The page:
Toronto shooting victim's grandfather pleads for witnesses

The grandfather of one of two people killed in Monday's brazen shooting in Toronto's east end is pleading for anyone with information to come forward as police continue to search for those involved.

"No more hiding, no more secrecy. What you know, let it come forward so my granddaughter's death won't have to be in vain," Tyrone Charles said at a Tuesday evening vigil at the home where Shyanne Charles lived.

The 14-year-old girl was killed along with Joshua Yasay, 23, of Ajax, Ont., after police say a dispute between two individuals at a crowded block party erupted into gunfire. More than 20 others were injured.

Charles said it was time to take a stand.

"Save other kids like her from the same gun violence," he said. "Us, parents in the community, we could do more."

The shooting, which occurred near the intersection of Morningside Avenue and Lawrence Avenue East around 10:40 p.m. Monday night, has shocked residents of the city.

Toronto police Chief Bill Blair said Wednesday that the city has made some progress over the last several years in combating violence through a combination of policing and investments in the community.

However, there are still people who are prepared to use weapons in an indiscriminate manner in "isolated" incidents, Blair said.

Those events, including the "unprecedented" shooting on Monday, can threaten citizens' sense of safety.

"When violence takes place in a public way, it touches all of us," he said.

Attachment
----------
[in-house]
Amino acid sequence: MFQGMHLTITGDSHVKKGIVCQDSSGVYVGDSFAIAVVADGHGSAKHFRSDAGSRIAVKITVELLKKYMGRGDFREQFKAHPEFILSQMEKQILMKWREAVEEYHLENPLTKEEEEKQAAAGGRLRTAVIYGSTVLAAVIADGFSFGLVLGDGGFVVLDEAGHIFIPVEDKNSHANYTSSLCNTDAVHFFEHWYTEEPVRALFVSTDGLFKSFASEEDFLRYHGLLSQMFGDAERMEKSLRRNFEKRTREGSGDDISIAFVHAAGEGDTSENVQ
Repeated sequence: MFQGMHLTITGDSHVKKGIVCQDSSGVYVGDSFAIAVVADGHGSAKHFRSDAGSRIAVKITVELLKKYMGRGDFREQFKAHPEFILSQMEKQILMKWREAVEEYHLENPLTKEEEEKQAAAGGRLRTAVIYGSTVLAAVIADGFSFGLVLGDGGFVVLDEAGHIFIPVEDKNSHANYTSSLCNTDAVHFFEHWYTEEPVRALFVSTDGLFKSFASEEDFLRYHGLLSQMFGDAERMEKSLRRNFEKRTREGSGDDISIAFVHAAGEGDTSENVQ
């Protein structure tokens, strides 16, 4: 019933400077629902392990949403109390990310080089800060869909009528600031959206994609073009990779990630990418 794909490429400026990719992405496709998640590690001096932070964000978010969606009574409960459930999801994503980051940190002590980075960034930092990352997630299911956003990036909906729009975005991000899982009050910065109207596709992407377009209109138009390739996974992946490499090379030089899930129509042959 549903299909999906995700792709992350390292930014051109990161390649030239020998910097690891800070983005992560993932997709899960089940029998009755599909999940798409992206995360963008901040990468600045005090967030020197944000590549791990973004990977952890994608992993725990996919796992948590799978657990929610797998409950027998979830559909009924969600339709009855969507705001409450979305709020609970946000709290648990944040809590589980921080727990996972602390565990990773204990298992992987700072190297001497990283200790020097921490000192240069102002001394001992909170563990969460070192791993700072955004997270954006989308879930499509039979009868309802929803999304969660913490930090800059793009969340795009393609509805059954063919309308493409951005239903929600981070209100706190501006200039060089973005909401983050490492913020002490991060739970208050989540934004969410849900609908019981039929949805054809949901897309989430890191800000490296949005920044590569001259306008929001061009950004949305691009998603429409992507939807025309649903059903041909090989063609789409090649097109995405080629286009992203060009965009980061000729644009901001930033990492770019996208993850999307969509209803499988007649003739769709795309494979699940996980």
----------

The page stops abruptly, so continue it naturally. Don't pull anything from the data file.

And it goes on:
Police seek photos, videos

Police officers are seeking out information from the public, including the more than 100 people who attended the party on Danzig Street, as they search for anyone responsible for the attack.

Investigators say they have received some co-operation from witnesses and are specifically asking for anyone who took photos or video of the shooting to come forward.

"There will be lots of time for us to reflect on what last night's violence means in the context of the safety of our entire city, and I think that kind of reflection will be important," Blair said Tuesday evening. "Right now, we are absolutely focused on solving this crime."

However, a number of people approached by CBC News said they were hesitant to speak with investigators or the media.

"I've seen what happened in my old area," one man said. "People were killed for that stuff, for talking to reporters and police and stuff like that."

Officers are investigating whether gangs were involved in the shooting but warned that there is a potential for retaliatory violence.

One person of interest has been taken into custody. Police have said more than one weapon was used and a gun was recovered from the scene.

'It's hard to believe'

Hundreds attended the vigil Tuesday evening as mourners, some carrying candles or flowers, sang and cried together.

One of the Shyanne's friends, Natasha Wong, described her as a nice, outgoing girl.

"Now that she's gone, it's hard to believe," she said at Tuesday's vigil.

Yasay, who also died in the shooting, was working for a security company and had recently graduated with an honours bachelor of arts in criminology from York University. He also coached basketball and had volunteered with the Learning Disabilities Association of Toronto for two years.

The surviving victims ranged in age from a 22-month-old toddler, who received a “grazing injury,” to a 33-year-old man, police have said. One man remained in critical condition in hospital as of Tuesday afternoon, police said.

The brazen attack comes in the wake of a number of other high-profile shootings, including one at Toronto's Eaton Centre that left two people dead.

And on Tuesday night, Toronto police were investigating another shooting death in the city's west end. A man in his 40s was shot and killed in a parking lot.

With files from The Canadian Press